Index: movie posters

Claude Chabrol: 1930-2010

A selection of some fab posters for films by pioneering French director Claude Charbol, who died this week. (Some decent obits here, and here.) A giant of French cinema, Charbol was a founding member of the French New Wave, close pals with (and somewhat of a patron to) Jean-Luc Godard, François Truffaut and Éric Rohmer. Along with Rohmer he published a seminal critical work on Alfred Hitchcock, a significant influence.

Charbol was often described in shorthand as the French Hitchcock, which is pretty dead on, adjusting a bit for time periods and sensibilities. While not strictly a formulaic filmmaker, diabolical plots, melodrama, all manner of decadence, wry humor and a general wickedness abound.

For your consideration, a passel of recommendations from his extensive oeuvre: A Double Tour, 1961 – a convoluted noir, Who’s Got the Black Box?, 1967 – shaggy, but entertaining espionage yarn,  The Unfaithful Wife, 1969 and Innocents with Dirty Hands, 1975 two chilly, melodramatic physiological thrillers, Cop Au Vin, 1985, the first of two top drawer police procedurals featuring inspector Jean Lavardin, Masques, 1987 an intriguing character-driven mystery, The Swindle 1997, a neat little caper, Merci Pour Le Chocolat, 2000 about a wealthy family’s nest of secrets, and Comedy of Power, a corporate boardroom drama. Available here, or at your fine local video store.

To Die For

Can we take a moment to be gobsmacked by the art direction and costume design of Gus Van Sant’s To Die For? (written by the brilliant Buck Henry, in bowtie, above) Lurid, mean, lusty, sarcastic, and genuinely and absurdly fashionable in equal measure, just like the movie itself. Well worth digging up and re-watching, both for it’s delectable eye candy as well as the tart sweet taste of it’s sadly unexpired satiric cocktail —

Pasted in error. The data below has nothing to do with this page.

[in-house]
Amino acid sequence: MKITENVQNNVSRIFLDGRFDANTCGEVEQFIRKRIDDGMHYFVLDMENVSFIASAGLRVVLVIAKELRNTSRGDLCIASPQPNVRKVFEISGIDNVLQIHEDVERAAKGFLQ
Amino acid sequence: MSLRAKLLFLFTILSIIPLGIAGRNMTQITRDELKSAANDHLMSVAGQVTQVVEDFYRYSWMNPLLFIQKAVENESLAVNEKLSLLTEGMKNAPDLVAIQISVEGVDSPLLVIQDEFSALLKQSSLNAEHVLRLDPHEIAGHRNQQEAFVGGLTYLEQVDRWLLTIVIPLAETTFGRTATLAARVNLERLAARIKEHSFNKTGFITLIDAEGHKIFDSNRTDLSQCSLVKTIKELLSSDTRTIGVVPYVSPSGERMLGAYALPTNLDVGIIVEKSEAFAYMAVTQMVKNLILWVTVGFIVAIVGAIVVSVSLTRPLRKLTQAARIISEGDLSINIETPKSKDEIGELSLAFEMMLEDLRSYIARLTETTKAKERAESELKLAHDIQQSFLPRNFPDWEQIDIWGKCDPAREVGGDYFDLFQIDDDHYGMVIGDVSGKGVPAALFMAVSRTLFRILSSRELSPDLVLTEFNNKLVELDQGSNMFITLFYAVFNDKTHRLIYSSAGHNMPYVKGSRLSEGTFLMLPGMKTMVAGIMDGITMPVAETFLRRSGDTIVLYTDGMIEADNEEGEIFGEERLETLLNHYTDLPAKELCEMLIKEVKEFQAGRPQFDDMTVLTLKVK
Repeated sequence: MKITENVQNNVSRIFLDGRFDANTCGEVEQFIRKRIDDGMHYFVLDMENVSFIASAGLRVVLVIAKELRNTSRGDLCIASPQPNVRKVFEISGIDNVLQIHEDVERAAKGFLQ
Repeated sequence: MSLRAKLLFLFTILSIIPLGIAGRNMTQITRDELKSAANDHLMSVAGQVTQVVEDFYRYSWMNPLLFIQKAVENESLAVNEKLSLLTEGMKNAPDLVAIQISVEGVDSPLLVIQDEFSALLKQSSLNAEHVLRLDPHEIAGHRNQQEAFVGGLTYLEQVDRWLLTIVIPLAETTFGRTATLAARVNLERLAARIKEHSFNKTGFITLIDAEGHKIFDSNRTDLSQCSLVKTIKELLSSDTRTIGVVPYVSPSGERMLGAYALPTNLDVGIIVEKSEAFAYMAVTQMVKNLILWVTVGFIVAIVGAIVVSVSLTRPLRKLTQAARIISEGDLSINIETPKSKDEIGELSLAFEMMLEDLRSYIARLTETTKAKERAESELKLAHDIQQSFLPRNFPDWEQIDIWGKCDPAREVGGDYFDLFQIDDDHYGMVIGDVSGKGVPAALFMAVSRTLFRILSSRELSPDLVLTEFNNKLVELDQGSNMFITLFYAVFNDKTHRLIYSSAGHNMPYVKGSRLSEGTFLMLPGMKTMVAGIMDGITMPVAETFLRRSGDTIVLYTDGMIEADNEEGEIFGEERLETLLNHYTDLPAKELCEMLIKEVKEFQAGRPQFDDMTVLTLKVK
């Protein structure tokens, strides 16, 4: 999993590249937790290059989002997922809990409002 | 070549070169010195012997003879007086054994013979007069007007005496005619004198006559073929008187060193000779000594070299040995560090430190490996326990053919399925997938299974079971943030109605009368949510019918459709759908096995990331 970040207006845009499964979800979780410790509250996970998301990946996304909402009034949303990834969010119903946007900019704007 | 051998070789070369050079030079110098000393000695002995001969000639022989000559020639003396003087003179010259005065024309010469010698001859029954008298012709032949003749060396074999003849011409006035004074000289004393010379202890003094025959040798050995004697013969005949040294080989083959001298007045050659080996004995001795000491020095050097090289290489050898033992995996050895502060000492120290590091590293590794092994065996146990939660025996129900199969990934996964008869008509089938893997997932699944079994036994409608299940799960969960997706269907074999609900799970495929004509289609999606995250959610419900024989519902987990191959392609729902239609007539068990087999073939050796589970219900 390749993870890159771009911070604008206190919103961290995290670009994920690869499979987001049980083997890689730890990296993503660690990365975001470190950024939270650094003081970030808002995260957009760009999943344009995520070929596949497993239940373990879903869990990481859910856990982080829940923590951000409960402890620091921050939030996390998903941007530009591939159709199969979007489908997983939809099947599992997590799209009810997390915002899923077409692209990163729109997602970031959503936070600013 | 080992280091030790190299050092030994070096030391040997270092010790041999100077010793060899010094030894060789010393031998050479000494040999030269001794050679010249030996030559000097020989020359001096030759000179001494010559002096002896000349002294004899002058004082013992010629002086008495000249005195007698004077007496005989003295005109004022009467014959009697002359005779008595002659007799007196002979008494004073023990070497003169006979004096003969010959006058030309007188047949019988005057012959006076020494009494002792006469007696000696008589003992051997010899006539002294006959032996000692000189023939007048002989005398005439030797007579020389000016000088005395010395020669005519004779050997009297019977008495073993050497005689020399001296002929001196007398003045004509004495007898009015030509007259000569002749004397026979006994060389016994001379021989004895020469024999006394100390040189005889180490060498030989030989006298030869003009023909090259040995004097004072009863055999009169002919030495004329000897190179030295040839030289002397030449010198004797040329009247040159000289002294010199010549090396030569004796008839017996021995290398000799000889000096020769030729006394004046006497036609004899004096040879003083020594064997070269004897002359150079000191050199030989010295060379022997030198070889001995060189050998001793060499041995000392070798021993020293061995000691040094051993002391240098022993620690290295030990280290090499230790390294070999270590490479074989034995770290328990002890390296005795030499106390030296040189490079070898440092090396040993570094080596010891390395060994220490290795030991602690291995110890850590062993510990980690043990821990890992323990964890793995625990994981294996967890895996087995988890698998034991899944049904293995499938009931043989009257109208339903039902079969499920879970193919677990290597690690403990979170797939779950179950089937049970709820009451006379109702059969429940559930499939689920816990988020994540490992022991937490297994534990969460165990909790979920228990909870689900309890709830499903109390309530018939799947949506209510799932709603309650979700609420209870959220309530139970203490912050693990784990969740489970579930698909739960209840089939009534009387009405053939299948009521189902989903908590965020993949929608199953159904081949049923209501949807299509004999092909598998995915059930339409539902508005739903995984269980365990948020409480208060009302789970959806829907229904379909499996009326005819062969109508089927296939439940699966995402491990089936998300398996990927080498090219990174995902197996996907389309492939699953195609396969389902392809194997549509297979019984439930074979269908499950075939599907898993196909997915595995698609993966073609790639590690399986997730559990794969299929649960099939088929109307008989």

~ 1 jigger of Hallmark
~ a generous splash of Maury Povich
~ 1 dash of vintage Vogue
~ fresh squeezed orange juice
~ two fingers carbolic acid.
Mix well and enjoy.


Irma La Douce

You’d expect the artwork for Irma La Douce to be top drawer. The pedigree is peerless – the 1963 comedy starred Jack Lemmon and Shirley MacLaine. It was directed by Billy Wilder. This bawdy confection sits in the middle of one of the insanely great runs of film making, starting with 1957’s Witness for the Prosecution, continuing with Some Like It Hot, The Apartment, Irma, the unjustly maligned Kiss Me, Stupid, The Fortune Cookie, The Private Life of Sherlock Holmes, until 1972’s Avanti!

So yes, sharp stuff – stylish and well executed modernist film poster design. It’s the depiction of MacLaine, though, in each that just knocks your socks off.  The caricature developed for the American poster captures her essence perfectly. The typically lysergic Czech poster taps into her undercurrent of sultriness. If anyone ever deserved to be described as a cocktail, it was the young Shirley MacLaine – a fizzy syrup of pixie-ish mischievousness, good-natured lasciviousness, perfectly balanced between sweet and tart.

Viva Jane!

Heavy advertising squalls have cruelly delayed my hearty encomium to Jane Russell. The poster for 1955’s Underwater will have to serve – it’s a testament to the sheer strength of her primal appeal. She was a veritable cinematic Helen of Troy, driving Howard Hughes bonkers, launching project after project in her honor. The whole of Underwater starring Jane Russell? Just that  – Jane Russell in a swimsuit, underwater – a lusty notion begetting an entire film. Viva, viva Jane! (Poster via Pulp International – a site well worth your frequent perusal…)

Blake Edwards: 1922-2010